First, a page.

Isavia ANS ehf., Reykjavíkurflugvelli, 102 Reykjavík /
Isavia ANS, Reykjavik Airport, IS-102 Reykjavik, Iceland
Sími / Telephone: + 354 424 4000 

AIC A 006 / 2017
Effective from  28 APR 2017
Published on 28 APR 2017

Flug við vetraraðstæður /
Winter flying

Content Responsibility: Icelandic Transport Authority

1 Winter flying

1.1 Flight preparations

There are a lot of things to consider as winter approaches. History teaches us that many incidents and accidents could have been prevented during winter flights if pre-flight preparations would have been appropriate.

Aircraft operated over territories in which search and rescue operations would be especially difficult shall be equipped with such signalling devices and life-saving equipment, including survival equipment, as appropriate to the area overflown. Regulation No. 237/2014 on the operation of aircraft provides for basic equipment on board aircraft. The Regulation is accessible on the Icelandic Transport Authority's website.

There are examples of pilots on overland flights during winter who are wearing light summer clothing that neither conforms to the above Regulation nor common sense.

It is important that pilots familiarise themselves with the information contained in the aircraft flight manual on flights in winter conditions. It is also important that pilots are aware of weather conditions and forecasts before taking off. It is important that pilots obtain information on the conditions at destination aerodromes and have the appropriate survival equipment on board.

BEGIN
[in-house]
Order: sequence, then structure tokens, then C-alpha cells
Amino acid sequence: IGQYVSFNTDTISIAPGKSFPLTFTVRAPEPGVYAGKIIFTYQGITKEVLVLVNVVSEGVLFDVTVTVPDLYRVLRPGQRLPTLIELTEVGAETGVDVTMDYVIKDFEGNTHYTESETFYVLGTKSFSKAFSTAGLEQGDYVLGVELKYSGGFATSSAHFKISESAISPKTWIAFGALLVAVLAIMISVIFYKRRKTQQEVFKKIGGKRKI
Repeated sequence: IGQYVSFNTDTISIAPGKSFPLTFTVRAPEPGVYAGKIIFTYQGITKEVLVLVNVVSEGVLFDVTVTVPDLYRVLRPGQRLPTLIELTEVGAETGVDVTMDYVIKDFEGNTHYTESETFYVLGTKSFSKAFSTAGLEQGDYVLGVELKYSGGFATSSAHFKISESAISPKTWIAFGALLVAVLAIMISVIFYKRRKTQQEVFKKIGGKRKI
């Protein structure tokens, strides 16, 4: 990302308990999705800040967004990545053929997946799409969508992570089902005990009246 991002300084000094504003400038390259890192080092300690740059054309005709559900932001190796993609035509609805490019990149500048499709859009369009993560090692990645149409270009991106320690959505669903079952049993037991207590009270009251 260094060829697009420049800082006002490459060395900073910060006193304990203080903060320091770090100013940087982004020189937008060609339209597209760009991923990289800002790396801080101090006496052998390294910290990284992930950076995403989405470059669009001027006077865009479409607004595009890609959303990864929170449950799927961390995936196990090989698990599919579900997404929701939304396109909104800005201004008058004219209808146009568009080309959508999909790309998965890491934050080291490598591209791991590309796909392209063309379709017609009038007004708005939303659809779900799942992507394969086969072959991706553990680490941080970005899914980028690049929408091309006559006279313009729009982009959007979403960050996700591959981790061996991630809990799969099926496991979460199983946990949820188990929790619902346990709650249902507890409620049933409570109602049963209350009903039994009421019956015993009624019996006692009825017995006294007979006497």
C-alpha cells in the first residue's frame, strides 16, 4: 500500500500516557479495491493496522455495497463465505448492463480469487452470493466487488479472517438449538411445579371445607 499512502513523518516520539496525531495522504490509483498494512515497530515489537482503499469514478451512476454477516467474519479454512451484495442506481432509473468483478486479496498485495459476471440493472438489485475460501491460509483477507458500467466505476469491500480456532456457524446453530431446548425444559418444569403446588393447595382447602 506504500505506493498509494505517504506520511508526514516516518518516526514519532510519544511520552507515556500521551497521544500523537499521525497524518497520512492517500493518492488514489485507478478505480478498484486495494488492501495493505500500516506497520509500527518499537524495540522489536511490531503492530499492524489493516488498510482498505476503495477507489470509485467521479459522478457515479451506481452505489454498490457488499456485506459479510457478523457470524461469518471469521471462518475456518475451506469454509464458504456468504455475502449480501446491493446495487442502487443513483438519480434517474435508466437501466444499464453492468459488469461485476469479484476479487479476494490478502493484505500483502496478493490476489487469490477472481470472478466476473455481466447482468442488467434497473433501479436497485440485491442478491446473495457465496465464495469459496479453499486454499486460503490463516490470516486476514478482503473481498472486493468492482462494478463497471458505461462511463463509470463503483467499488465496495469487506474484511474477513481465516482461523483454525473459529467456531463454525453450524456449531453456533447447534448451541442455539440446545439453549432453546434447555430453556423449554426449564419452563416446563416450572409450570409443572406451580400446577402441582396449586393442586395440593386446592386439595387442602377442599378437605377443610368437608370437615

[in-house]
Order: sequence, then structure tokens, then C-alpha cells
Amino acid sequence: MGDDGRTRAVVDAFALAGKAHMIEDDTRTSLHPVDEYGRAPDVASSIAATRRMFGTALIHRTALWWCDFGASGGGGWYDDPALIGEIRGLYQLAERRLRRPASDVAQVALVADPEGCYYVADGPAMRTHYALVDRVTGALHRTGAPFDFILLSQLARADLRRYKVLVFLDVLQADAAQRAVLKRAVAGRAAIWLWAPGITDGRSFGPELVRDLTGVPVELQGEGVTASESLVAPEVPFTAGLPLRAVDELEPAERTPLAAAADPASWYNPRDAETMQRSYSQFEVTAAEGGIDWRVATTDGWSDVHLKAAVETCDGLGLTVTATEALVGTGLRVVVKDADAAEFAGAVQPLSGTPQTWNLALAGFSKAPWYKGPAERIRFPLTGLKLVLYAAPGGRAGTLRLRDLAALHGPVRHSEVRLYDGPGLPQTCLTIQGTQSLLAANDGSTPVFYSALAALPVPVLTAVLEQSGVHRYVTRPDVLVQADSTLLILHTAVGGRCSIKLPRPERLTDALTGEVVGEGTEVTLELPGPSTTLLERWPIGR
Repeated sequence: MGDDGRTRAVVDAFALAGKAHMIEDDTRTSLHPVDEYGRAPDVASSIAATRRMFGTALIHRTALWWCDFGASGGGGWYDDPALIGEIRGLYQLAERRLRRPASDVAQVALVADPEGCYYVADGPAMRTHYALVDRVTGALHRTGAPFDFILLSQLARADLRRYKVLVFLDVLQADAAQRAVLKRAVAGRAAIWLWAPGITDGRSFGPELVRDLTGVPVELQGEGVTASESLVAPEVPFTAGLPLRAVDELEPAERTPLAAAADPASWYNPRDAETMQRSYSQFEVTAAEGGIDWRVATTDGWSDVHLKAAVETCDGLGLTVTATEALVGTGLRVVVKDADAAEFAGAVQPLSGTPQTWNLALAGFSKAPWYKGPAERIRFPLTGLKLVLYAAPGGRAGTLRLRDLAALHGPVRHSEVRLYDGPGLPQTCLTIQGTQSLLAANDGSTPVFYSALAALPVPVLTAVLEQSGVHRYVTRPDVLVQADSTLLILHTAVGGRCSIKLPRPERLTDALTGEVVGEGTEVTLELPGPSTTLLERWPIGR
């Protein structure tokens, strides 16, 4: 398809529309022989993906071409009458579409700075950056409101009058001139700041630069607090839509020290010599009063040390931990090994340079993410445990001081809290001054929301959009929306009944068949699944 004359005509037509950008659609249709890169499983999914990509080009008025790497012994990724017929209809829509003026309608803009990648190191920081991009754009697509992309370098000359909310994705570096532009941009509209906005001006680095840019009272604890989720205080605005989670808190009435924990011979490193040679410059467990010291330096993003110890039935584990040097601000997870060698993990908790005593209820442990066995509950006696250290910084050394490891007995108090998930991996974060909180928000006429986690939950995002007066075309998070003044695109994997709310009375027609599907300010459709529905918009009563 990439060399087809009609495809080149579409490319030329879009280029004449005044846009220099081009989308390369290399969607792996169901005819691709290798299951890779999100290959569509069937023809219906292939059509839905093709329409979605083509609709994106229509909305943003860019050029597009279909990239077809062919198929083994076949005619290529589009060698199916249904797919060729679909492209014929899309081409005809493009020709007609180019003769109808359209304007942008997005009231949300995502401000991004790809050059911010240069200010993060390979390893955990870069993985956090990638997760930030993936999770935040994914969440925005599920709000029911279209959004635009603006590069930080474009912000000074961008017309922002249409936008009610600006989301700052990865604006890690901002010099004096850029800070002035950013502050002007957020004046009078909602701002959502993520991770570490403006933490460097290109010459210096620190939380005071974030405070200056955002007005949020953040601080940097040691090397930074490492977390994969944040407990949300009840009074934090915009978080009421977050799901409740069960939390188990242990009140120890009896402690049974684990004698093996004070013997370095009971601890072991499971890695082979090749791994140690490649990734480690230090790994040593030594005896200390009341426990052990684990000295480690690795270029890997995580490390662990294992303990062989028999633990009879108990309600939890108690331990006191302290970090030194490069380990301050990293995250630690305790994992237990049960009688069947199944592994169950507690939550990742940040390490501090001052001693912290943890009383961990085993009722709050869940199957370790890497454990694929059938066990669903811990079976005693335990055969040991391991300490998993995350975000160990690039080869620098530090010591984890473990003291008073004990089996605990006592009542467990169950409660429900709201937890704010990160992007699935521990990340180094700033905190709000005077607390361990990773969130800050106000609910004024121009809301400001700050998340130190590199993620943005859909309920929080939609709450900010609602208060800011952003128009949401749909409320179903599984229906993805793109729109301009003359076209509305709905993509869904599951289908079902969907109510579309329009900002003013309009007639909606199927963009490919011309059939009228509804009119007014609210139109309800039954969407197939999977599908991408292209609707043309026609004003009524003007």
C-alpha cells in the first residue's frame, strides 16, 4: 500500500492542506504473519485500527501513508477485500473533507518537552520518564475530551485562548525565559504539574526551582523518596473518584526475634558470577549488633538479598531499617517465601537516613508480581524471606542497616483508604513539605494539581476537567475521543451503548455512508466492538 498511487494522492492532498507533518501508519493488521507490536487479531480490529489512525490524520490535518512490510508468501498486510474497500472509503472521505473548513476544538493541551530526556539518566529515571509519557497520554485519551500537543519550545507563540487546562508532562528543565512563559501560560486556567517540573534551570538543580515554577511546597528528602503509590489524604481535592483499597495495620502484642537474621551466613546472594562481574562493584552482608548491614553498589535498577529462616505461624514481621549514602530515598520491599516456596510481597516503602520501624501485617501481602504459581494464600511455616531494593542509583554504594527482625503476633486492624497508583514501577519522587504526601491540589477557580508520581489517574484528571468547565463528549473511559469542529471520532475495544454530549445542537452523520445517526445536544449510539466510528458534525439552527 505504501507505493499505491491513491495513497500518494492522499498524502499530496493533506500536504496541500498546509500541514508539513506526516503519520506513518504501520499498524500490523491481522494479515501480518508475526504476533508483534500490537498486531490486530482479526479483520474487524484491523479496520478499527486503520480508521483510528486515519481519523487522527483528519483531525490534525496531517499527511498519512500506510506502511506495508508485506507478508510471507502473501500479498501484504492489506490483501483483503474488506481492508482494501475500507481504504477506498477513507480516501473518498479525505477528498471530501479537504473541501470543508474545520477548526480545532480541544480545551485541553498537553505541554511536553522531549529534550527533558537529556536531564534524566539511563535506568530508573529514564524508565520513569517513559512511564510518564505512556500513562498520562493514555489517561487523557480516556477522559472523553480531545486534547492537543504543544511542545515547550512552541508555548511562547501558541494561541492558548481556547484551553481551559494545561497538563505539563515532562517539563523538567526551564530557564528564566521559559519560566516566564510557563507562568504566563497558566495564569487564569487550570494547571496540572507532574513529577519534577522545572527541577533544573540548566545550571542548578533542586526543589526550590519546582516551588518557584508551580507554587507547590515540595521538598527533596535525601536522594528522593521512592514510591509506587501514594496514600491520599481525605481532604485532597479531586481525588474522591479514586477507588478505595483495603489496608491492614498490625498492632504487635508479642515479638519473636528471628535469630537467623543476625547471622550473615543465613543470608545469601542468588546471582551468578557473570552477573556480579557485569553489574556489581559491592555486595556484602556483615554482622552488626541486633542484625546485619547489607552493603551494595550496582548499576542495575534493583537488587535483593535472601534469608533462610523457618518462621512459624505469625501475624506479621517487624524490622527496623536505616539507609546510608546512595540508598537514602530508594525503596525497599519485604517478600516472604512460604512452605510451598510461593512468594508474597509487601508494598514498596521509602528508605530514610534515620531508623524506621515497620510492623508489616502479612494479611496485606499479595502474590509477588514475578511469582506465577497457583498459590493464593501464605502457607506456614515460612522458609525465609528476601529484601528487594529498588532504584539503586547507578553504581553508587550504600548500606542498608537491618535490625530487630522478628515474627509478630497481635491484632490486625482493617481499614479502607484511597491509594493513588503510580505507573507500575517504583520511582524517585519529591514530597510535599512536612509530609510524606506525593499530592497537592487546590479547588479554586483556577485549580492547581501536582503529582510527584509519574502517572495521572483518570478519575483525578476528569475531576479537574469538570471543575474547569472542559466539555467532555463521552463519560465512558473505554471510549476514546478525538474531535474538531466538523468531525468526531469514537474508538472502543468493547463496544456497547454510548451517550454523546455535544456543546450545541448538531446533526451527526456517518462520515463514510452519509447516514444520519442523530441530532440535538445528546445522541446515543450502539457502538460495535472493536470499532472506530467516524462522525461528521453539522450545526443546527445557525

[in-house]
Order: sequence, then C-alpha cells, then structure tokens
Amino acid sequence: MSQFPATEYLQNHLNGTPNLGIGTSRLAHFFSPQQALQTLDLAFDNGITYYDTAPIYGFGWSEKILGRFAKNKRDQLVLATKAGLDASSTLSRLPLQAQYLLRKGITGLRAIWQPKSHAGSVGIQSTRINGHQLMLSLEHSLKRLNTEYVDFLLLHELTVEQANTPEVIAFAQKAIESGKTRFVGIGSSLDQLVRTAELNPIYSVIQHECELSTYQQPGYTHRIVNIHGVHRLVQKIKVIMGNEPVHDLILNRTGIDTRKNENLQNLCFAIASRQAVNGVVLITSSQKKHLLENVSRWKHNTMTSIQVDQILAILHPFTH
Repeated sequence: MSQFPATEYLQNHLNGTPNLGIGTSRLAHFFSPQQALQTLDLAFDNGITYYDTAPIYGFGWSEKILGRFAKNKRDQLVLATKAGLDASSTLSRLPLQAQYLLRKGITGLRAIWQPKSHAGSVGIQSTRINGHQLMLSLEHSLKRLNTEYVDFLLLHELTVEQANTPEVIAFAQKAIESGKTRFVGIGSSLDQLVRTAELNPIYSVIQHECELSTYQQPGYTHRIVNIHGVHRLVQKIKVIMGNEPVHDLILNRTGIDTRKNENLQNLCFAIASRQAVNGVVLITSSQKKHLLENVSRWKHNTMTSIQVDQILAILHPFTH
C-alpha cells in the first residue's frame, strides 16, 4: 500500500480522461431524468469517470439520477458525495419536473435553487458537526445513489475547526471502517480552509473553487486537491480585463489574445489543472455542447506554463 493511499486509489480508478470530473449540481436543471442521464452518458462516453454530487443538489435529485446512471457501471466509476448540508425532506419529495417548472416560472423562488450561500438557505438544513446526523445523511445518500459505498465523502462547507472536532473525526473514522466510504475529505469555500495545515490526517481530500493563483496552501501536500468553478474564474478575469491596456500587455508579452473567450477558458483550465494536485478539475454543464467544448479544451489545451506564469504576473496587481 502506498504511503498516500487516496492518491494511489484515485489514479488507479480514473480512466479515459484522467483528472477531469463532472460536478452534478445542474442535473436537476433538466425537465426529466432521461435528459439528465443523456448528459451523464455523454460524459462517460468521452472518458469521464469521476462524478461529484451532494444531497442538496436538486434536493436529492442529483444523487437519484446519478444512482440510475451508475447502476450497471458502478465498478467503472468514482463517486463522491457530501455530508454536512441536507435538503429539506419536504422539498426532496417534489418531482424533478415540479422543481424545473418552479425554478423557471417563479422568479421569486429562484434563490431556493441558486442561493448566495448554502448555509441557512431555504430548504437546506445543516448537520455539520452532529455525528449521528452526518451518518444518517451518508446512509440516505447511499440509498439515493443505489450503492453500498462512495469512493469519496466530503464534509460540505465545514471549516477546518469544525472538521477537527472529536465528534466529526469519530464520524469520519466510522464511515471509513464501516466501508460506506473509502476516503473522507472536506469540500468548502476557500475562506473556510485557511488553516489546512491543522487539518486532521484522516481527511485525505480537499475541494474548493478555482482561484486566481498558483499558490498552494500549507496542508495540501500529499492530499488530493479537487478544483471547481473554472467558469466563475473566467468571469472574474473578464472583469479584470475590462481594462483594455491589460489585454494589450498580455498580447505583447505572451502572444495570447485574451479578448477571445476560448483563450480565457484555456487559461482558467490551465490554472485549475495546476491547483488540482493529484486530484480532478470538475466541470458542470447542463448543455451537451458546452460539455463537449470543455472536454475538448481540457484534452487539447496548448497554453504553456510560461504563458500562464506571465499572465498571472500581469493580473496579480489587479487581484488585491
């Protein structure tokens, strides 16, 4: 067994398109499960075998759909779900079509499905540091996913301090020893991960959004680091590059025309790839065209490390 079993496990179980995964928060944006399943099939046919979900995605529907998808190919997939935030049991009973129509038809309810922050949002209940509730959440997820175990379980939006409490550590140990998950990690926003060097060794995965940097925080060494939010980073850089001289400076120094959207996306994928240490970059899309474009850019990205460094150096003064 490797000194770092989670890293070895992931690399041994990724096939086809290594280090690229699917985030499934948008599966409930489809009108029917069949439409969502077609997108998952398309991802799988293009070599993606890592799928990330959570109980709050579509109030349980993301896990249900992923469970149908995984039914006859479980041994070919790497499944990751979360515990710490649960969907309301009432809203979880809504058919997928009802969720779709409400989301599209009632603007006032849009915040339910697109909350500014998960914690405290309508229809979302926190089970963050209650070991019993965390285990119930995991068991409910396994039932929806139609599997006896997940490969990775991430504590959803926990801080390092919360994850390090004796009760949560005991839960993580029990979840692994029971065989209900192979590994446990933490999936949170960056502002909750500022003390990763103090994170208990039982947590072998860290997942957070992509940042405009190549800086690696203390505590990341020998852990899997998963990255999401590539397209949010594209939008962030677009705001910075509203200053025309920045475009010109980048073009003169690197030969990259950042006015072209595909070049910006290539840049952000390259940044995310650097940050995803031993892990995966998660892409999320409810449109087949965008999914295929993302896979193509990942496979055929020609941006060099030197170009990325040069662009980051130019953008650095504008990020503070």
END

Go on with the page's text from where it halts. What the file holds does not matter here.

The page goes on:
During the years 2002 to 2015 at least 11 aircraft accidents have occurred in Iceland in winter conditions where the pilot's preparation and decision-making were a contributing factor in the above accidents and incidents.

1.2 Conditions

White-out, slippery conditions/snow at place of intended landing, cryoturbation (frost churning) on runways without foundation, intermittent snowstorms, icing, etc., are contributing factors.

White-out can occur in drifting snow, snowfall and when the distribution of light on the snowy ground forms no shadows. White-out is unpredictable.

The conditions on snow-covered runways can only be inspected on the ground but impossible to assess from the air.

Cryoturbation can form during freezing conditions on runways without foundation. Holes may be concealed although the surface looks smooth. The surface of such runways can also become dangerously soft when the temperature is well above freezing point.

In squally snow showers during local flights, it is sensible to fly on the windward side of the airport, if conditions allow, so as to be able to retreat from the snow shower and land. There are some examples of unexpected cross-country flights when pilots have had to retreat from squally snow showers located between them and the airport.

It is impossible to reliably assess aircraft altitude above snow-covered land, water and dark sand and it is therefore unreasonable to rely on own judgement. It is necessary for pilots to familiarize themselves with elevation on aeronautical charts and verify against the altitude.

It is especially important to carefully prepare the flight of aircraft which has been stored outside. Ensure that there is no icing that can affect aircraft performance and instruments. If the plane is stored outside with small amount of fuel in the tanks, condensation can form on the inner surface of the tanks which then condenses into water in the fuel.

In calm weather on cold winter days, temperature in cruising altitude above the tropopause can be somewhat higher. In such situations, conditions for freezing rain can form.

It makes sense to submit a flight plan with ATS, although this is not required, according to AIP ENR 1.10.1 to ensure preparedness services.


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